‘Why do Australians walk in the rain instead of using umbrellas?’ was asked of me a few months ago now. Please note that this was a generalisation and that umbrellas are in fact used in Australia. Compared to Japan, though, they’re not used often. I think there are two main factors: one is that some Australian guys just don’t seem to like the image of themselves having an umbrella; they don’t think it’s very manly (?? cool?). A probably more significant factor, however, is that having an umbrella would require foresight and preparation in looking up the probability of rain, and commitment in lugging the thing around all day. This, I believe, is the main reason you see Australians caught in the rain so often. Most of the time, I personally decide not to bother and just hope for the best. In Melbourne at least, which had a 20-year drought while I was growing up, it usually seems to work out. Despite what all Queenslanders seem to think, it doesn’t actually rain that much in Melbourne. Maybe Brisbanians and Sydneysiders have umbrellas on them more often? The weather is more predictable in those parts.
There is also the thing that happens in Melbzies where on those looks-like-it-might-rain days, if you take an umbrella it doesn’t rain, but if you don’t, it pours. The worst was when it caught me on my way to work on my bike. I think my trousers had dried by the end of the 4-hour class. Ah, and bikes – another factor. In Australia, people don’t cycle with umbrellas, unlike Japan (where it is illegal but commonly done). So unless the cyclist has a small enough umbrella to fit in their pannier or backpack, they just have to suffer in their jocks. Again though, I believe people cycle less in other cities. Maybe those who drive, walk or catch public transport to work are better armed for rain than Melburnians.
My point here is the idea that Australians usually don’t over-prepare for ordinary things; I believe we err on the side of laziness, carefree-ness, whatever you want to call it. Of course some people overdo preparation for exams, or catering for big parties. Most of the time, though, I’d say most Australians don’t have an umbrella. In this, being general as always, Australia and Japan are opposites.
I have been wanting to write about Japanese use of towels for months, if not since I started this blog. I still find it really funny just how different it is to Australia, and the other countries I’ve visited – though I haven’t spent much time in the UK, and that Brit Douglas Adams seems to place great value in having a towel and knowing where it is.
As an Australian, here are the times I would ordinarily expect to use a towel:
- After bathing or swimming
- After washing my hands or wetting them by washing dishes, clothes etc. at home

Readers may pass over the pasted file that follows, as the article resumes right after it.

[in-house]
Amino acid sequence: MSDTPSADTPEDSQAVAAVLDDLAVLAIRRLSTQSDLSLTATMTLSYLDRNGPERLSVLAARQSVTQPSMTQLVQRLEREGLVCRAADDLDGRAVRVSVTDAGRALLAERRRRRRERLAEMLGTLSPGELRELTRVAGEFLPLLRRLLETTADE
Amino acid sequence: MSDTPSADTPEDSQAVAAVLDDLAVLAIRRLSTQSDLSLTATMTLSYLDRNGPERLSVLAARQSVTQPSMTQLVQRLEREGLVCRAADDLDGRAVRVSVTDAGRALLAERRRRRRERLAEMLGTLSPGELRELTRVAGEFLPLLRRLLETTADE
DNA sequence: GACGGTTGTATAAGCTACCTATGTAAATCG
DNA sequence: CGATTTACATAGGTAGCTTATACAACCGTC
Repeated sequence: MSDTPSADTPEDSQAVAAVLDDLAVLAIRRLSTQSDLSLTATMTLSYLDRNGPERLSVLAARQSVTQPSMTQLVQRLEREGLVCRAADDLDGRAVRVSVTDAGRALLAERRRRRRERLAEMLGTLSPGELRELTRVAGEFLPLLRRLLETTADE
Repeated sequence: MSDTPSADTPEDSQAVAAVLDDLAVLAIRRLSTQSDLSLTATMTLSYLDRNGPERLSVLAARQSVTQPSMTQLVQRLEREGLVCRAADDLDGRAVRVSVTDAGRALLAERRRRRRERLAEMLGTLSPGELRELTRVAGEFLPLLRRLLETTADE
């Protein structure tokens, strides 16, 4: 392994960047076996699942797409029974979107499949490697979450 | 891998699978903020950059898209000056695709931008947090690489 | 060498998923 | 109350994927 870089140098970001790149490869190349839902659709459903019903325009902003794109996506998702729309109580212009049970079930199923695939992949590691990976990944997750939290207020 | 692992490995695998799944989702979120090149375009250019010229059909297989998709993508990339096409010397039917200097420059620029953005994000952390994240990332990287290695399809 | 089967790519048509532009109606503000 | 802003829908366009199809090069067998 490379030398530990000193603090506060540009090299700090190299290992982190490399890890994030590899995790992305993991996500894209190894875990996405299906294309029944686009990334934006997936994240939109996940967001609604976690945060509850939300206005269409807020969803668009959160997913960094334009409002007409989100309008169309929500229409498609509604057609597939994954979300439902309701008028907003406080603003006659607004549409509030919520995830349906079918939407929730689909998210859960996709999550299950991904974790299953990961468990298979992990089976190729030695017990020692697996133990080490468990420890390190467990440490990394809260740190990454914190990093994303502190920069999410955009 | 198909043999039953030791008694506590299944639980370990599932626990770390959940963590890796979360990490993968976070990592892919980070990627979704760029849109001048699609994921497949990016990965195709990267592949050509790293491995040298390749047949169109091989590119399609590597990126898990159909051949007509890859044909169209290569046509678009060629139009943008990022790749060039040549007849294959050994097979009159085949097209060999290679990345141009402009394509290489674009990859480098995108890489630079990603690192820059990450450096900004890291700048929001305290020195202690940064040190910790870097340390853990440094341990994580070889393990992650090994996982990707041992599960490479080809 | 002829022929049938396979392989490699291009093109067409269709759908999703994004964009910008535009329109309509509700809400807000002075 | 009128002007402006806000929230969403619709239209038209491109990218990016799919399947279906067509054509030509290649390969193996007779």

- If I need to wrap an ice pack to ice an injury (not often)
- When sweating a lot, if I am an athlete in the Australian Open (not sure that this is ordinary, most people don’t do it)
- When cleaning up a big spill of something in a hurry or if the roof is leaking and the drops are splashing out of the bucket (again, not sure this counts as ordinary)
In Japan, here are the occasions I would ordinarily expect to see people with a towel:
- While bathing at a public bath, to wash themselves with and then carried around from bath to bath (but never immersed in the bath)
- After bathing or swimming
- After washing hands at a public toilet – see below.
- When going to wash hands at work – see below.
- When doing any sort of sport, including hiking, walking
- When at a festival in summer (on your head if you are cooking food)
- When at an outdoor BBQ in summer
- When at a theme park in summer
- When not in work/class in summer
Basically, anytime you might be expected to sweat or be near water.
You have to have your own handkerchief-towel at school and work; there are no driers or paper towels in most schools, workplaces or public toilets. I personally choose to just air-dry a lot of the time, for the dual reasons of not having thought to bring a towel and not liking carrying a wet towel around (or not having a pocket to put it in). This is changing in shopping centres and restaurants, which increasingly have driers installed.
General gearing up
You know how you have to have a hobby in Japan? For most people, if your hobby is golf, then you have at least one set of clubs, gloves and a full outfit for golf, even if you only play once or twice a year. I don’t think Australians generally go to quite the same extent. My dad, for example (hi Dad!) plays golf a couple of times a year and he has his own clubs with their bag, but that’s it. You don’t have golf gloves, do you Dad?
I think Japanese people are also more afraid of the sun than most Australians, which doesn’t make that much sense if you think about the ozone hole. (Sigh, Australia.) And maybe it’s because of the sun, or maybe it’s a modesty thing, or maybe it just makes them feel ready to face whatever they will, but many Japanese people doing sport, especially women, have full-length Skins under T-shirts and shorts, even in summer. It’s different for kids in track and field club, or girls’ volleyball with their short shorts, but they have their own gear: track and field kids have their particular track and field outfits, and the volleyball girls all wear black knee pads. In the case of school clubs it’s decided for them as part of the uniform, but I guess dressing for it makes people feel the part. I certainly remember feeling invincible the first time I wore shin guards and a mouth guard for soccer in primary school. But in summer, you won’t find me wearing anything ankle- or wrist-length. And in any season, if I’m just going for a walk or a jog, I’m not going to bother taking anything I don’t really think I need. Maybe that’s the difference – maybe Australians don’t think as much stuff is necessary as Japanese people do.
Is this just me being lazy? Or is it an Australianism? Or is it just a non-Japanese-ism?